EDUCATION: News Weekly
Intact family the single most critical factor in academic success
, June 9, 2007
Being reared in an intact family helps children the most to achieve the best, a Melbourne study has revealed.What is the single most critical factor in the academic achievement of children: socioeconomic status, family structure, or the resources of home and school?
Judging from a study involving more than 6,000 schools in 32 countries by Gary N. Marks at the University of Melbourne, being reared in an intact family helps children the most to achieve their best.
Marks looked at data on more than 172,000 15-year-olds tracked in the 2000 version of the Program for International Student Assessment (PISA) of the Organization for Economic Cooperation and Development (OECD).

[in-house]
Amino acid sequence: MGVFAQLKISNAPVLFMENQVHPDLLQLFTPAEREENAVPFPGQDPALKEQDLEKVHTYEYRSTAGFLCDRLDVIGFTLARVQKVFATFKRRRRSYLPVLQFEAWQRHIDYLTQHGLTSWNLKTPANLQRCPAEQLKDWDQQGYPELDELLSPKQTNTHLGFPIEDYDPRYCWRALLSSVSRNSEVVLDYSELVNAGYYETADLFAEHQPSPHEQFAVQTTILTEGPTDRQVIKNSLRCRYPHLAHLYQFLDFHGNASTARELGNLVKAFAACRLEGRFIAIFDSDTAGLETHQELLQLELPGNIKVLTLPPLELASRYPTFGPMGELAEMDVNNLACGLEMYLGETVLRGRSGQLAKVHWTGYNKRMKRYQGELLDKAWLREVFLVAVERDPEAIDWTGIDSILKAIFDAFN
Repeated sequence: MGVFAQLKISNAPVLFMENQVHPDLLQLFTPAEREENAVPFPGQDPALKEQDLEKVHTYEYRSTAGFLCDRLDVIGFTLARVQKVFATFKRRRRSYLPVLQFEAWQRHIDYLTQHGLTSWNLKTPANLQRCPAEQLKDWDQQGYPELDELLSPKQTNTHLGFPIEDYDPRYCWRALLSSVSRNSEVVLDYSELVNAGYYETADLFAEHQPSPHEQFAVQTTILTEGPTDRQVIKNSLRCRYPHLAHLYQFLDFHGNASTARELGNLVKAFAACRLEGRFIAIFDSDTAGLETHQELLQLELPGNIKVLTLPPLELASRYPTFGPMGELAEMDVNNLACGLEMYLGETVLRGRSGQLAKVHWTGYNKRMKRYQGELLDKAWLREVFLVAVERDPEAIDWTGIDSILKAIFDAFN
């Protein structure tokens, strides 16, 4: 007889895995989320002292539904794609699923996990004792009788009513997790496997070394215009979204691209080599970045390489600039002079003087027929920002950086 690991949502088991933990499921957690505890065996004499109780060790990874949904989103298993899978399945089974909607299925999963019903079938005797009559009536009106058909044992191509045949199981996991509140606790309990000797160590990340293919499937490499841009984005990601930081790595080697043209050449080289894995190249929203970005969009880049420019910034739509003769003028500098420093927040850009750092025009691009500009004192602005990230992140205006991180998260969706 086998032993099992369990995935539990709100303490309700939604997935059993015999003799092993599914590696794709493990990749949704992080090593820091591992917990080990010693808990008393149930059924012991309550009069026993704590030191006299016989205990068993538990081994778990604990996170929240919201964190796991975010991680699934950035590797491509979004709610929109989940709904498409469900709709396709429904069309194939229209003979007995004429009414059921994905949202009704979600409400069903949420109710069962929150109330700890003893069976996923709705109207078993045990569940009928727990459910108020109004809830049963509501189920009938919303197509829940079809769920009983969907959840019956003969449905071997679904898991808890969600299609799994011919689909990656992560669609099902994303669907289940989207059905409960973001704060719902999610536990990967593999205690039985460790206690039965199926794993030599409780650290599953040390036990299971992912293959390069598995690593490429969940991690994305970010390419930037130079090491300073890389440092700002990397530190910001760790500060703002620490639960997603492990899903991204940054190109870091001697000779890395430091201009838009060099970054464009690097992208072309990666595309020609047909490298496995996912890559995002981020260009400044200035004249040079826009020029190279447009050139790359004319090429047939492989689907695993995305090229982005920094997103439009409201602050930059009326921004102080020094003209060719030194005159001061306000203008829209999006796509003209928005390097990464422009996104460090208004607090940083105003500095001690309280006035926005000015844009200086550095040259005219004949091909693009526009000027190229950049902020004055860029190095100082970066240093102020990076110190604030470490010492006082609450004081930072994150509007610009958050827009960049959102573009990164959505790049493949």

He found that students who were living with both parents had consistently higher reading and maths scores than their peers from other living arrangements.
Students living with single parents had significantly lower reading scores in 18 countries and significantly lower maths scores in 21 countries.
The negative educational effects of living with single parents were strongest in the United States, which Marks noted as having the largest proportion of 15-year-olds in that category.- from Gary N. Marks, "Family size, family type, and student achievement: cross-national differences and the role of socioeconomic and school factors," Journal of Comparative Family Studies, 37 (Winter 2006), pp.1-24.